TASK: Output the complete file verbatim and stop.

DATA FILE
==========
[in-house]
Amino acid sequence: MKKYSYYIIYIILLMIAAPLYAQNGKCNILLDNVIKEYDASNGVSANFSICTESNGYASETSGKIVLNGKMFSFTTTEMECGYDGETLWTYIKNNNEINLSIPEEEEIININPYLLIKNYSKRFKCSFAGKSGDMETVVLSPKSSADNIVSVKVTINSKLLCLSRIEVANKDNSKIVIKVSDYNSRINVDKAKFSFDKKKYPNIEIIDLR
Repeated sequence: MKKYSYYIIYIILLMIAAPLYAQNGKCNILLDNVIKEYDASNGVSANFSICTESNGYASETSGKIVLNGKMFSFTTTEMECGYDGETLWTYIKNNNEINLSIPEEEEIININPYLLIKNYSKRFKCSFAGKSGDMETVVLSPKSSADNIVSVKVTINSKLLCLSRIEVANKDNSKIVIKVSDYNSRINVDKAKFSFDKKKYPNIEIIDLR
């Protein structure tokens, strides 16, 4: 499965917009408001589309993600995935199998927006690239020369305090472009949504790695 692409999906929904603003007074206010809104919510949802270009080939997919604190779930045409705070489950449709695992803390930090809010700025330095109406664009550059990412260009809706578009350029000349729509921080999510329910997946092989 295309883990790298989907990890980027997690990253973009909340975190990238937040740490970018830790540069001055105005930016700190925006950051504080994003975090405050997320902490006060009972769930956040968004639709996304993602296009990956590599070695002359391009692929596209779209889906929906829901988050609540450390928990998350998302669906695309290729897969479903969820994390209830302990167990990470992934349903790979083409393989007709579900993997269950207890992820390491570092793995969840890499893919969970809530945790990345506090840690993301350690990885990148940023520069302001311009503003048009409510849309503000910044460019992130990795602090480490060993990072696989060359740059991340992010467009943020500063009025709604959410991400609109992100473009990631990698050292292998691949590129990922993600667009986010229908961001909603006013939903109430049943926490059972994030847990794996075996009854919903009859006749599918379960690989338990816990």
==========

[in-house]
Amino acid sequence: MKKYSYYIIYIILLMIAAPLYAQNGKCNILLDNVIKEYDASNGVSANFSICTESNGYASETSGKIVLNGKMFSFTTTEMECGYDGETLWTYIKNNNEINLSIPEEEEIININPYLLIKNYSKRFKCSFAGKSGDMETVVLSPKSSADNIVSVKVTINSKLLCLSRIEVANKDNSKIVIKVSDYNSRINVDKAKFSFDKKKYPNIEIIDLR
Repeated sequence: MKKYSYYIIYIILLMIAAPLYAQNGKCNILLDNVIKEYDASNGVSANFSICTESNGYASETSGKIVLNGKMFSFTTTEMECGYDGETLWTYIKNNNEINLSIPEEEEIININPYLLIKNYSKRFKCSFAGKSGDMETVVLSPKSSADNIVSVKVTINSKLLCLSRIEVANKDNSKIVIKVSDYNSRINVDKAKFSFDKKKYPNIEIIDLR
């Protein structure tokens, strides 16, 4: 499965917009408001589309993600995935199998927006690239020369305090472009949504790695 692409999906929904603003007074206010809104919510949802270009080939997919604190779930045409705070489950449709695992803390930090809010700025330095109406664009550059990412260009809706578009350029000349729509921080999510329910997946092989 295309883990790298989907990890980027997690990253973009909340975190990238937040740490970018830790540069001055105005930016700190925006950051504080994003975090405050997320902490006060009972769930956040968004639709996304993602296009990956590599070695002359391009692929596209779209889906929906829901988050609540450390928990998350998302669906695309290729897969479903969820994390209830302990167990990470992934349903790979083409393989007709579900993997269950207890992820390491570092793995969840890499893919969970809530945790990345506090840690993301350690990885990148940023520069302001311009503003048009409510849309503000910044460019992130990795602090480490060993990072696989060359740059991340992010467009943020500063009025709604959410991400609109992100473009990631990698050292292998691949590129990922993600667009986010229908961001909603006013939903109430049943926490059972994030847990794996075996009854919903009859006749599918379960690989338990816990």